Close to Extinction: Harlequin Rasbora

The Harlequin Rasbora is easily identified by its trademark triangular mark on its body. It is the most well-known and popular aquarium fish among the Rasboras, especially in community tanks. The species is a native of Malaysia, Singapore, Sumatra and Southern Thailand. It inhabits in streams and other waterbodies in peat swamp forests. It is a Category I species, adjuring a fair price but in huge numbers.

Harlequin Rasbora

Harlequin Rasbora by Mike Hartz, from

This species is collected through a laborious process of manual scooping of individual specimen or in groups. Even though the Harlequin Rasbora is a schooling species, the rough terrain of the swamp forests and the crowded vegetation make spawning strenuous. However, middlemen will seek out keen helpers such as the school children who enjoys catching these fishes, in more disturbed areas such as Pulau Bintan where the fishes can be captured in large amounts, and earn extra pocket money. These middlemen would then gather the specimens and  sell to the dealer collectively. Unlike the Bala Shark, Arowana and Clown Loach, this species are easier to spawn in shallow waters instead of large rivers which involves the use of boats and fishing experts.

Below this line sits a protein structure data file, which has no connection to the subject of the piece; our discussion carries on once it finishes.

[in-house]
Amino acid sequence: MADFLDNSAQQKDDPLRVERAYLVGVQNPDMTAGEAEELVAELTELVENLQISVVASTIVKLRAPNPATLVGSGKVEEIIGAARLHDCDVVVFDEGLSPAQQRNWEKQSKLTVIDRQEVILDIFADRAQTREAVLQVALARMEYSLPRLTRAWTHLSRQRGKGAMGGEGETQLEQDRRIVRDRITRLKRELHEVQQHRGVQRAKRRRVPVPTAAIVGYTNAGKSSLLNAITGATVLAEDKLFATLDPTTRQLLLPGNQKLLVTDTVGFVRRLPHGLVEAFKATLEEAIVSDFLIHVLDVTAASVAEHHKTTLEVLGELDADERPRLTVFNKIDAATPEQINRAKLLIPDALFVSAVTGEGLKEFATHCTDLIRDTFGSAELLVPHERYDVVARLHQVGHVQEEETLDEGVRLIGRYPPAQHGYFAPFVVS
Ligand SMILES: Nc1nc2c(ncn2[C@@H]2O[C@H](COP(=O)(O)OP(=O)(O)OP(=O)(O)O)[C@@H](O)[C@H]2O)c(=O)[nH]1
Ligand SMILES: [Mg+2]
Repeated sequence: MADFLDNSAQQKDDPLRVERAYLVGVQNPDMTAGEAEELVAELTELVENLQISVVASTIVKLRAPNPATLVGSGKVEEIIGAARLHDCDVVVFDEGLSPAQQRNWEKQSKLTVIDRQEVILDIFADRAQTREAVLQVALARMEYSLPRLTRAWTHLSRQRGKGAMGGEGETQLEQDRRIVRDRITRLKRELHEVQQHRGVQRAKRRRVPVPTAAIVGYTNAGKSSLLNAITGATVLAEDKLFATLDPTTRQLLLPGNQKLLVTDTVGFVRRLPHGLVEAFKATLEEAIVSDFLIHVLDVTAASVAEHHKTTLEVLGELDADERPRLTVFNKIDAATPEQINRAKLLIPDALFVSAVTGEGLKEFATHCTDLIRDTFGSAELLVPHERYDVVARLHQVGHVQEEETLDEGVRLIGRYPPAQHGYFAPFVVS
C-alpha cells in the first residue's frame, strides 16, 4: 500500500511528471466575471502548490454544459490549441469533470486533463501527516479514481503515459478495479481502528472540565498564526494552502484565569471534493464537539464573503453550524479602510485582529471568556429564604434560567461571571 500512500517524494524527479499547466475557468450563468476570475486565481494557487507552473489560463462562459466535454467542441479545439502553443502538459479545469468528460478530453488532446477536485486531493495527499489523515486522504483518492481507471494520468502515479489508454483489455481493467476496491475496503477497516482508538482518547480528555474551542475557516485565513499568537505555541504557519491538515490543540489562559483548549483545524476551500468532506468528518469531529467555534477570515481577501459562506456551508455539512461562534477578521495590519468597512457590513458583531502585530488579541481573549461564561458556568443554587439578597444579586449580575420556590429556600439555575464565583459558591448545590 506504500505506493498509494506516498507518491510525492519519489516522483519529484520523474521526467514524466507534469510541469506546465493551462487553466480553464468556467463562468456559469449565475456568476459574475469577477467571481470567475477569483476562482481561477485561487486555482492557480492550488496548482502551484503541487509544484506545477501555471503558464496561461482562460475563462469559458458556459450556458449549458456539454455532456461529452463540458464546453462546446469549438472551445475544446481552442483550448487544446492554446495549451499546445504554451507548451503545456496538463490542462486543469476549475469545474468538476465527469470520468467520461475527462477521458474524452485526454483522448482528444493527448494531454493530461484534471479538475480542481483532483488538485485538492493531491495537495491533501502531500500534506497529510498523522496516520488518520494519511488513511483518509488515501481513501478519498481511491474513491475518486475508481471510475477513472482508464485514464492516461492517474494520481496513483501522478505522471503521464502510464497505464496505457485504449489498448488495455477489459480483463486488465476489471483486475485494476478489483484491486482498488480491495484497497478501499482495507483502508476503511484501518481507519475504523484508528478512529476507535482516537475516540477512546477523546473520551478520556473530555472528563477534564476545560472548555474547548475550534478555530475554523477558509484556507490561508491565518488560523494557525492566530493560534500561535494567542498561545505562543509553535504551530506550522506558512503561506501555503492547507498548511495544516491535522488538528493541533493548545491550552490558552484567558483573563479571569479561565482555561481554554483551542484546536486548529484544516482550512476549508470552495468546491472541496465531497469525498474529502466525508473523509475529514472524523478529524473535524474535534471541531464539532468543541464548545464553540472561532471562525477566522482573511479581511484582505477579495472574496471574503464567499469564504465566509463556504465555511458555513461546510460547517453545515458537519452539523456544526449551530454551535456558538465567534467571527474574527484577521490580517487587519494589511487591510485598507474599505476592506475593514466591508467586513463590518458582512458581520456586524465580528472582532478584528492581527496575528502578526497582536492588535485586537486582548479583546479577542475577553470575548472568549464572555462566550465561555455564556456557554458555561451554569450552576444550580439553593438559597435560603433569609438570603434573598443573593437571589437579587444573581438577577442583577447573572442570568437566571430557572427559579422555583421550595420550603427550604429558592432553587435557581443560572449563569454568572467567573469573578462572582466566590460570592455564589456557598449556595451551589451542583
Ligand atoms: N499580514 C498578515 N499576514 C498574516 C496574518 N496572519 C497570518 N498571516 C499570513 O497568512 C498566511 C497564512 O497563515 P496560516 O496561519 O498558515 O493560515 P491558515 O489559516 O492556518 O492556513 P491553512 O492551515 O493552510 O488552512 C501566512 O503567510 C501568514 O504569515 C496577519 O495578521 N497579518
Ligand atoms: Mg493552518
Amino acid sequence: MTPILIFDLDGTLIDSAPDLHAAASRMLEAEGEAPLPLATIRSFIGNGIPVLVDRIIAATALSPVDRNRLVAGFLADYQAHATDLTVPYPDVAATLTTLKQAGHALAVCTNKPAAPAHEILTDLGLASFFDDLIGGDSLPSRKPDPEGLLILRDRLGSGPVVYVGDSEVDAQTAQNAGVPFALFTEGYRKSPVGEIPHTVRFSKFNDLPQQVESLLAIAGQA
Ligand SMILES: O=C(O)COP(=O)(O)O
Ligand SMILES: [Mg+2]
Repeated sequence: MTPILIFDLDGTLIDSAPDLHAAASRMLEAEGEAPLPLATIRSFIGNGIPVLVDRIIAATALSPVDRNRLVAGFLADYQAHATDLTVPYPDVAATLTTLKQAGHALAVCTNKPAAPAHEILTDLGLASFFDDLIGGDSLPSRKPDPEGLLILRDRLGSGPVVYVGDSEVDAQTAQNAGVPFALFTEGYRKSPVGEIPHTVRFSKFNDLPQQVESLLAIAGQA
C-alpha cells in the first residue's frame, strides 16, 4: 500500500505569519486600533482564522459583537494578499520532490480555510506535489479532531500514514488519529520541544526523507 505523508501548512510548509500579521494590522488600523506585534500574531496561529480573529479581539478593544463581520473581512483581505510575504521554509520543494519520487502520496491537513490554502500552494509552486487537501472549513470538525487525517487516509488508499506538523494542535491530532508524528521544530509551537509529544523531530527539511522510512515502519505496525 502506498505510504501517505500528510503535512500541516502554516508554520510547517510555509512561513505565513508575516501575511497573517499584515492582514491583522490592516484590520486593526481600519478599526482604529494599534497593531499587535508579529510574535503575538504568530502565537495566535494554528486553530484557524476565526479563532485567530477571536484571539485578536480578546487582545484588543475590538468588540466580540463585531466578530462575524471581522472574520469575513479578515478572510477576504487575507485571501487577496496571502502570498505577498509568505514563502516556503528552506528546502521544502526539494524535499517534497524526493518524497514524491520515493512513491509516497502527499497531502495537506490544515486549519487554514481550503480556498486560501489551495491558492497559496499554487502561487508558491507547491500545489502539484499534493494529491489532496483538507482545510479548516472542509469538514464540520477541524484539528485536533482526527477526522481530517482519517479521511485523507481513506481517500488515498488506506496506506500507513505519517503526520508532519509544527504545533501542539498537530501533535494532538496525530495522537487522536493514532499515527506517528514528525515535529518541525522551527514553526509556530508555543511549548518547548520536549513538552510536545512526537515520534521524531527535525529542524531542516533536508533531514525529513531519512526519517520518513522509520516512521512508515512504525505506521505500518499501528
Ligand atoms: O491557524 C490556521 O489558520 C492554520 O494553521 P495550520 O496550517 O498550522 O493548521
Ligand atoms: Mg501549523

On contrary to the other species introduced, the Harlequin Rasbora is not endangered as of yet. However, it is important to be forward-looking as there are enough reasons to be concerned about its survival state in the future. As the primary fishing period for this species is during low water seasons, this fishes usually decline due to the lack of water after the period. Hence, it calls for attention as it is anticipated that other than the aquarium fish trade, the fast decline of swamp forests will threaten its survival.